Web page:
03-09-2012, 11:12 AM
#1
  • kav
  • Banned
  • east of the sun,west of the moon
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Something overlooked on the forums is how to correctly PRONOUNCE
names of our worldwide products.
My nephew was over, looked at my brush and said GROSS- veneer.
I explained it was G R O V E N E R.
I realised I am ignorant, or out of practise pronouncing many wrods correctly.
So, perhaps people in the know or native speakers can enlighten us?

My short list:
Plisson
Vie-Long

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 03-09-2012, 12:08 PM
#2
  • Teiste
  • Moderator Emeritus
  • Salt Lake City,UT
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(03-09-2012, 11:12 AM)kav Wrote: I realised I am ignorant, or out of practise pronouncing many wrods correctly.
So, perhaps people in the know or native speakers can enlighten us?

My short list:
Plisson
Vie-Long

Vie-Long in spanish is BIE LONK,but many we say BIE LON and thats it.

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 03-09-2012, 12:29 PM
#3
  • Songwind
  • Soap Slinger & Scuttle Pusher
  • Burnsville, MN
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One thing I've noticed a lot on YouTube is Americans saying Musgo "real lime" for MRGLO.

I don't think everyone realizes that the company is Musgo Real, pronounced Ray-all. (I think. or is it Hay-all? My Portugese pronunciation is sketchy at best.)

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 03-09-2012, 12:43 PM
#4
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In Portuguese, "Real" is pronounced "Ree-al". You can check that out here - just click on the Audio symbol.

And it means "Royal" in that context - translating, "Musgo Real" literally means "Royal Moss". Smile

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 03-09-2012, 01:18 PM
#5
  • slantman
  • Expert Shaver
  • Leesburg, Florida
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We need this guy to help us out. Norm Crosby master of malapropisms.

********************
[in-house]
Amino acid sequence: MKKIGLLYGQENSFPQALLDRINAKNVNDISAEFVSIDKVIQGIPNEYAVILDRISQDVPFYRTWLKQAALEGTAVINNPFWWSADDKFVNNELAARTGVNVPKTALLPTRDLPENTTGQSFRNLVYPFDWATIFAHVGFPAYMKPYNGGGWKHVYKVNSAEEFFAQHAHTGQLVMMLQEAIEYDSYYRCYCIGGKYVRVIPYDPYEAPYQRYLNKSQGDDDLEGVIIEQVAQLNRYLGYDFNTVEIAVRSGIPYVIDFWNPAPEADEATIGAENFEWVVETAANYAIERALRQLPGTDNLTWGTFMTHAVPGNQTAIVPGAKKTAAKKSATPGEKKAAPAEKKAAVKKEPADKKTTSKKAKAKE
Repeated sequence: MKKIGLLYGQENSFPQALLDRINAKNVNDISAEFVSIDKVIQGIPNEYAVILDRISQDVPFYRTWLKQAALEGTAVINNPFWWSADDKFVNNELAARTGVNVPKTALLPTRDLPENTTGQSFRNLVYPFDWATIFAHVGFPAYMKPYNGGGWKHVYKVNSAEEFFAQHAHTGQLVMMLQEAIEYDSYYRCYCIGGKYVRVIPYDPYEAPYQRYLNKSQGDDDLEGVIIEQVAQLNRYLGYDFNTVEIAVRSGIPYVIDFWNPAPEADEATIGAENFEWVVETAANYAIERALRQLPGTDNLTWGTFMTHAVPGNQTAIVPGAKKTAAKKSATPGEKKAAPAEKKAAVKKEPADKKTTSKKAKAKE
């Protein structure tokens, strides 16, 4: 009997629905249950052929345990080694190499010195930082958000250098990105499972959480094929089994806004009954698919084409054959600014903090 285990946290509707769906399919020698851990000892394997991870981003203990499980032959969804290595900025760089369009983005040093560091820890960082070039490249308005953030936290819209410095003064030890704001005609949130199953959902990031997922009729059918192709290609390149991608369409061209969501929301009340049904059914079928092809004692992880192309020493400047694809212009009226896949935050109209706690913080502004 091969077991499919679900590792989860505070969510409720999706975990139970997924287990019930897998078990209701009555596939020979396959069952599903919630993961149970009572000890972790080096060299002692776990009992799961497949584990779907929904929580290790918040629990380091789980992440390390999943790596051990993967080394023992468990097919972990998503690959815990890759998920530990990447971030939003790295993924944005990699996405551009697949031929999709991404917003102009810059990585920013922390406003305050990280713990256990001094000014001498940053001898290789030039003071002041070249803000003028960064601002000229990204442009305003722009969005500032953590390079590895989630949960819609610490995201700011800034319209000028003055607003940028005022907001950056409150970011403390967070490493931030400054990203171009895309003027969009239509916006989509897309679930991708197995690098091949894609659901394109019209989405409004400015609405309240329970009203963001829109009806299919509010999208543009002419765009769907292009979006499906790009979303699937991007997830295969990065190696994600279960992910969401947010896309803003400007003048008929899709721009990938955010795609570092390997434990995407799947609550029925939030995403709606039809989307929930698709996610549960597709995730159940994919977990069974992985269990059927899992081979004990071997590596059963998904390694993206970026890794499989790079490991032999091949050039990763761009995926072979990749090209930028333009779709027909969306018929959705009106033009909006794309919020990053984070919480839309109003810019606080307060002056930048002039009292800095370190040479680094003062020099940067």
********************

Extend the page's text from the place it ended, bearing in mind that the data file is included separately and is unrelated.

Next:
Observe




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 03-09-2012, 07:35 PM
#6
  • Johnny
  • Super Moderator
  • Wausau, Wisconsin, USA
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(03-09-2012, 12:43 PM)oversaturn Wrote: In Portuguese, "Real" is pronounced "Ree-al". You can check that out here - just click on the Audio symbol.

And it means "Royal" in that context - translating, "Musgo Real" literally means "Royal Moss". Smile

Thanks Emanuel.
I have not thought of Norm Crosby in a long time. I use to love his act on those roast.

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 03-09-2012, 09:09 PM
#7
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That reminds me of the line from Pulp Fiction:
"... a Royale with Cheese."

My contribution will be "Speick".
Pronounced closer to "spike" than "speak".
In German when i & e are next to each other you say the second one as a longer vowel.

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 03-09-2012, 09:40 PM
#8
  • CMur12
  • Semogueiro de Coração
  • Moses Lake, Washington State, USA
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(03-09-2012, 12:29 PM)Songwind Wrote: One thing I've noticed a lot on YouTube is Americans saying Musgo "real lime" for MRGLO.

I don't think everyone realizes that the company is Musgo Real, pronounced Ray-all. (I think. or is it Hay-all? My Portugese pronunciation is sketchy at best.)

Eric, your second example comes close to the pronunciation of Brazilian Portuguese, where the majority would pronounce it approximately "hay-OW".

- Murray


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 03-09-2012, 09:42 PM
#9
  • Johnny
  • Super Moderator
  • Wausau, Wisconsin, USA
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(03-09-2012, 09:09 PM)SharpSpine Wrote: That reminds me of the line from Pulp Fiction:
"... a Royale with Cheese."

My contribution will be "Speick".
Pronounced closer to "spike" than "speak".
In German when i & e are next to each other you say the second one as a longer vowel.

It took me a week just to remember to spell it right, now you want me to learn how to pronounce it. Smile

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 03-09-2012, 11:10 PM
#10
  • Songwind
  • Soap Slinger & Scuttle Pusher
  • Burnsville, MN
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(03-09-2012, 09:40 PM)CMur12 Wrote: Eric, your second example comes close to the pronunciation of Brazilian Portuguese, where the majority would pronounce it approximately "hay-OW".

- Murray

This does not surprise me, as the majority of my exposure to Portuguese comes from people who have studied martial arts there. Smile (Natives and visitors, on TV and IRL.)

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 03-11-2012, 11:21 PM
#11
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I've been told that BIC is pronounced "BEESH." This information came to me from a friend of mine whose family lives next to the BIC's.